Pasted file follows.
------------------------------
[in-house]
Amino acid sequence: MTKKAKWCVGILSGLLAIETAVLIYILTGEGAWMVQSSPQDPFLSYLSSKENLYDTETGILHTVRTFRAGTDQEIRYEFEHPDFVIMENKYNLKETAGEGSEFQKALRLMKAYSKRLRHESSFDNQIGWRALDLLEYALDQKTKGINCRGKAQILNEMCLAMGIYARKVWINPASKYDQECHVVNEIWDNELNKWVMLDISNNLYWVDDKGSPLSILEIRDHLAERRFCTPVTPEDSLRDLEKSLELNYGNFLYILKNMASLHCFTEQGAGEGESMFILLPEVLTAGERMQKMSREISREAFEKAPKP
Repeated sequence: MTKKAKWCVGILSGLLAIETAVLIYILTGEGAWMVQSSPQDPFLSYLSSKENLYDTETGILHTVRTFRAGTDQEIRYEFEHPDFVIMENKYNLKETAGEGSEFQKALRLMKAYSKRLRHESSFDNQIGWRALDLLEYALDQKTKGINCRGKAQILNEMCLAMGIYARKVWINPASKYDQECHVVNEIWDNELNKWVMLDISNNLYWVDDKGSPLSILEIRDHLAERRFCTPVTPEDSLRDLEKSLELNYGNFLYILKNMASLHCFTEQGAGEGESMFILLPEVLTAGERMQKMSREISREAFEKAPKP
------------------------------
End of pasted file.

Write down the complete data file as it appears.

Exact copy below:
[in-house]
Amino acid sequence: MTKKAKWCVGILSGLLAIETAVLIYILTGEGAWMVQSSPQDPFLSYLSSKENLYDTETGILHTVRTFRAGTDQEIRYEFEHPDFVIMENKYNLKETAGEGSEFQKALRLMKAYSKRLRHESSFDNQIGWRALDLLEYALDQKTKGINCRGKAQILNEMCLAMGIYARKVWINPASKYDQECHVVNEIWDNELNKWVMLDISNNLYWVDDKGSPLSILEIRDHLAERRFCTPVTPEDSLRDLEKSLELNYGNFLYILKNMASLHCFTEQGAGEGESMFILLPEVLTAGERMQKMSREISREAFEKAPKP
Repeated sequence: MTKKAKWCVGILSGLLAIETAVLIYILTGEGAWMVQSSPQDPFLSYLSSKENLYDTETGILHTVRTFRAGTDQEIRYEFEHPDFVIMENKYNLKETAGEGSEFQKALRLMKAYSKRLRHESSFDNQIGWRALDLLEYALDQKTKGINCRGKAQILNEMCLAMGIYARKVWINPASKYDQECHVVNEIWDNELNKWVMLDISNNLYWVDDKGSPLSILEIRDHLAERRFCTPVTPEDSLRDLEKSLELNYGNFLYILKNMASLHCFTEQGAGEGESMFILLPEVLTAGERMQKMSREISREAFEKAPKP